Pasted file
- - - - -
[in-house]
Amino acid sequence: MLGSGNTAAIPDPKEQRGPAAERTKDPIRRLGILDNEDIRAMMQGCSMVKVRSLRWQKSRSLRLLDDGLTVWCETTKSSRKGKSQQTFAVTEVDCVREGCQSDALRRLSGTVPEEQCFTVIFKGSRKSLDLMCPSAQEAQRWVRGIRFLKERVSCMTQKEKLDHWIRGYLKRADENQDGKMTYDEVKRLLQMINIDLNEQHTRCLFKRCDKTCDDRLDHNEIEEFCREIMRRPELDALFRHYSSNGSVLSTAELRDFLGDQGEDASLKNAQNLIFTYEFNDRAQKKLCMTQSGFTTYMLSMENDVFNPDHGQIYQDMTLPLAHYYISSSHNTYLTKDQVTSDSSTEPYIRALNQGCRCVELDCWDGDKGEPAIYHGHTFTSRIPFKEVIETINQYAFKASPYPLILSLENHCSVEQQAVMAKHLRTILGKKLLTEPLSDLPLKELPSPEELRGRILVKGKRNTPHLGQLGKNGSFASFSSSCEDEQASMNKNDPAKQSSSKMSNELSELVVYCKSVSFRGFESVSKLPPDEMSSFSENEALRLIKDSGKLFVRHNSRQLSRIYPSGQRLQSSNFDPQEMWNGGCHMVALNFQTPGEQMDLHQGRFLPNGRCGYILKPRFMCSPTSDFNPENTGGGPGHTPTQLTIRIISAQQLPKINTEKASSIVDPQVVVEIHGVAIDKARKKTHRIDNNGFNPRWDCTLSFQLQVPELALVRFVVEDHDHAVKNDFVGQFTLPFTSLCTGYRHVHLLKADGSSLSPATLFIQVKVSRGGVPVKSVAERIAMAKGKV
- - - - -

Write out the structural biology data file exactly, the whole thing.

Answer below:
[in-house]
Amino acid sequence: MLGSGNTAAIPDPKEQRGPAAERTKDPIRRLGILDNEDIRAMMQGCSMVKVRSLRWQKSRSLRLLDDGLTVWCETTKSSRKGKSQQTFAVTEVDCVREGCQSDALRRLSGTVPEEQCFTVIFKGSRKSLDLMCPSAQEAQRWVRGIRFLKERVSCMTQKEKLDHWIRGYLKRADENQDGKMTYDEVKRLLQMINIDLNEQHTRCLFKRCDKTCDDRLDHNEIEEFCREIMRRPELDALFRHYSSNGSVLSTAELRDFLGDQGEDASLKNAQNLIFTYEFNDRAQKKLCMTQSGFTTYMLSMENDVFNPDHGQIYQDMTLPLAHYYISSSHNTYLTKDQVTSDSSTEPYIRALNQGCRCVELDCWDGDKGEPAIYHGHTFTSRIPFKEVIETINQYAFKASPYPLILSLENHCSVEQQAVMAKHLRTILGKKLLTEPLSDLPLKELPSPEELRGRILVKGKRNTPHLGQLGKNGSFASFSSSCEDEQASMNKNDPAKQSSSKMSNELSELVVYCKSVSFRGFESVSKLPPDEMSSFSENEALRLIKDSGKLFVRHNSRQLSRIYPSGQRLQSSNFDPQEMWNGGCHMVALNFQTPGEQMDLHQGRFLPNGRCGYILKPRFMCSPTSDFNPENTGGGPGHTPTQLTIRIISAQQLPKINTEKASSIVDPQVVVEIHGVAIDKARKKTHRIDNNGFNPRWDCTLSFQLQVPELALVRFVVEDHDHAVKNDFVGQFTLPFTSLCTGYRHVHLLKADGSSLSPATLFIQVKVSRGGVPVKSVAERIAMAKGKV